The Jerusalem District Court ordered the release Monday of three teenage girls who refused to identify themselves to court officials for nearly a month. The girls were released without condition.

The girls, aged 13 to 15, were arrested in late December at Givat Ha'Or, a nascent hilltop community near the Samaria town of Beit El, and charged with entering a closed military zone. Since then, they have refused to identify themselves and refused to sign release documents banning them from re-entering Givat Ha'Or. They also say they reject the jurisdiction of the Israeli court system because it does not operate according to the rules of halakha (Jewish law).

The trio were imprisoned in the Neve Tirza womens' prison in Ramle and refused parental visits and phone calls. According to some news reports, prison authorities consistently failed to inform the girls' parents of remand extension hearings at the Jerusalem Magistrates Court, and the prisoners were brought to court through a side door in order to prevent contact with their parents.

Michael Ben-Chorin, father of 15-year-old Ayala, told Israel National News he was "overjoyed" to learn of the girls' release, and said the past month has increased his admiration for daughter many times over.

"The girls have paid a very steep price for their beliefs," he said, "but they remained strong throughout. I wouldn't necessarily have sent her out to do what she did, but once she made her decision, we supported her completely. We've raised her to believe in Eretz Yisrael and she's totally committed to continuing in our footsteps. I couldn't be any prouder."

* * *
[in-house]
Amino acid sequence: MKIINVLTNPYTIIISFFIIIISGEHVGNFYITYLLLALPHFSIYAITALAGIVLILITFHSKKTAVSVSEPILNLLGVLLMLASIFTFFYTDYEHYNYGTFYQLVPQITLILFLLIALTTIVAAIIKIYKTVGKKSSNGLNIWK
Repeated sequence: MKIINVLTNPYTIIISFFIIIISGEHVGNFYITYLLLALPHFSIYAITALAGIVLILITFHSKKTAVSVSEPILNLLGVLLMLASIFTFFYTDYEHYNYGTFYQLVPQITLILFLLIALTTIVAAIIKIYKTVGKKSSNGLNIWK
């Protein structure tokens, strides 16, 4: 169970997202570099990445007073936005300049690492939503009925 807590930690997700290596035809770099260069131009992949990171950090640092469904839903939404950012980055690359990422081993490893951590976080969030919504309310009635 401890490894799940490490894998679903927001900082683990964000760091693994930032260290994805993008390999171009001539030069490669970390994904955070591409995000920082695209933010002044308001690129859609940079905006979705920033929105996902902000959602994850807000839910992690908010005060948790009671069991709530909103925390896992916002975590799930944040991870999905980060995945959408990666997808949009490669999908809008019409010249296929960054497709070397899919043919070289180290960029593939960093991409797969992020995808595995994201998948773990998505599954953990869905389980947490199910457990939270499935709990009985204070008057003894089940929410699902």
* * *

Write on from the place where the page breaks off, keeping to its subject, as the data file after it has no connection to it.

Ben Chorin said the girls were denied many basic rights granted to prisoners in all democratic societies, including phone and visitation privileges. He said his first substantive phone conversation with Ayala was on January 16 – more than two weeks after her arrest. Before that, he said, contact was limited to 10-to-15 second phone calls. He also singled out the mainstream media, saying the girls' plight was roundly ignored, and the National Council for the Child, saying the Council failed to meet his expectations.

"It wouldn't be fair to say the National Council for the Child didn't do anything to help us," he said, "but at least in public, their support was lukewarm at best. I would have expected (NCC head Dr.) Yitzhak Kadman to raise hell in the media – not to get them out of jail, but to make sure they received the minimum rights that all prisoners in Israel are entitled to."


Kadman rejected Ben Chorin's criticism, and told Arutz Sheva he has been criticized by left-wing groups for acting in support of the girls. "The moment we found out (about the arrests), we were the first group to get in touch. We formally asked prosecutors to release them, we have been in constant touch with state and local prosecutors and with the police to try and get the girls out of jail. I've published open letters in (left-wing Hebrew-language daily) Haaretz calling for the girls' release, as well as on Arutz Sheva. I've been occupied with the issue non-stop for the past 10 days, and the media has covered it. So I think it's a bit unfair to be attacked by one side for trying to help, and the other side for failing to do anything."